In this example, we will see how we can test the different versions from a web application.
It is a simple page that calls consecutively the different versions, repeatedly (100), and returns the number of milliseconds involved in the whole process.
To increase the impedance of the evaluation, the option is given in a check box, to perform the same query, 100 times, but for all countries.
In any case, the responses will be in approximately the same proportion.
As you can see, from the point of view of the client application, the final result is faster with EF than with simple code, exactly the opposite of the performance in the first test.
It should be noted, however, that in that first test, the process requested was not the same at all, since data from different tables were required, while, in this case, the data came from only one.
In any case, the comparison could be established with the second publication of this series, which obtains the same data as the latter.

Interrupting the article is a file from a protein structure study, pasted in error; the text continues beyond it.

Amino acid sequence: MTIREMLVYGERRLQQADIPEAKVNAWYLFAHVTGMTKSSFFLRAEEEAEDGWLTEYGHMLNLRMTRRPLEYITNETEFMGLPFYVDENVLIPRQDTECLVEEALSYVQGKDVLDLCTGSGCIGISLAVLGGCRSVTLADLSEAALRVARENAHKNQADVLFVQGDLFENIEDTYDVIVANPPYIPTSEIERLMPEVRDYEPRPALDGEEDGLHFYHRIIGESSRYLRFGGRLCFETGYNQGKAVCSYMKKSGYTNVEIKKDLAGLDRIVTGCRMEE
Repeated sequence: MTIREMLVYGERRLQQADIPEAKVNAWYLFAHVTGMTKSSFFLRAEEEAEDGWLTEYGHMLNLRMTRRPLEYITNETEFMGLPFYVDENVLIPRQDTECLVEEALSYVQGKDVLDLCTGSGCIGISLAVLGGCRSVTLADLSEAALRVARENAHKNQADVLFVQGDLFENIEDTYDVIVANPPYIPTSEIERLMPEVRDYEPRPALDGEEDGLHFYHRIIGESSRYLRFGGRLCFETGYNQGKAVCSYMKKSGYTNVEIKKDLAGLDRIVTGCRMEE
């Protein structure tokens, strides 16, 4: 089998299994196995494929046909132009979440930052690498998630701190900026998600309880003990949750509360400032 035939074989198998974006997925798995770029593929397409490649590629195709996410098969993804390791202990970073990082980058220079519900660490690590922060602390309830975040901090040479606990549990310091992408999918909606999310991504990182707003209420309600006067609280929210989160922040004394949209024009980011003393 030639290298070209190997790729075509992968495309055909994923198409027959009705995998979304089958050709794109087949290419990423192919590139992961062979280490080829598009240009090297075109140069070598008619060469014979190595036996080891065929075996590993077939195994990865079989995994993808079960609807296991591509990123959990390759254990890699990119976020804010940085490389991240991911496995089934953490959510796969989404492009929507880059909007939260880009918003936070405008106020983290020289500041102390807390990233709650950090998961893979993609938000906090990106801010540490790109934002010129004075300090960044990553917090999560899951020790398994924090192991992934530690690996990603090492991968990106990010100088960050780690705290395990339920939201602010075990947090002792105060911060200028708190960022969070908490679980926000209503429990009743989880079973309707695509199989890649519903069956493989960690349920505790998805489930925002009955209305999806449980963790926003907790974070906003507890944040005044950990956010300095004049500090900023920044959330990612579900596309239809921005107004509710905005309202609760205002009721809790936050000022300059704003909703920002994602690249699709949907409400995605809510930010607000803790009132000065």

In any case, this last test has some advantage on the part of EF, compared to the rest.
In other words, let us point out conclusions:
- The result is not always as expected. You must try. ALWAYS.
- There is no single way to do things. We must investigate to improve the quality of the applications we generate.
- An unit test of the final set of the application can lead to false conclusions, since other factors, such as communication, data transformation, etc., also influence performance. That is, unit tests are highly valid for testing functionality, but they are not always valid for evaluating performance.
- In fact, most likely, in a real-world application environment, performance results can also change.
Therefore, it is important to monitor the application deployed in production, include counters, logs etc. to have permanent information and be able to periodically evaluate it, to anticipate possible problems.
Puedes encontrar la solución completa en este repositorio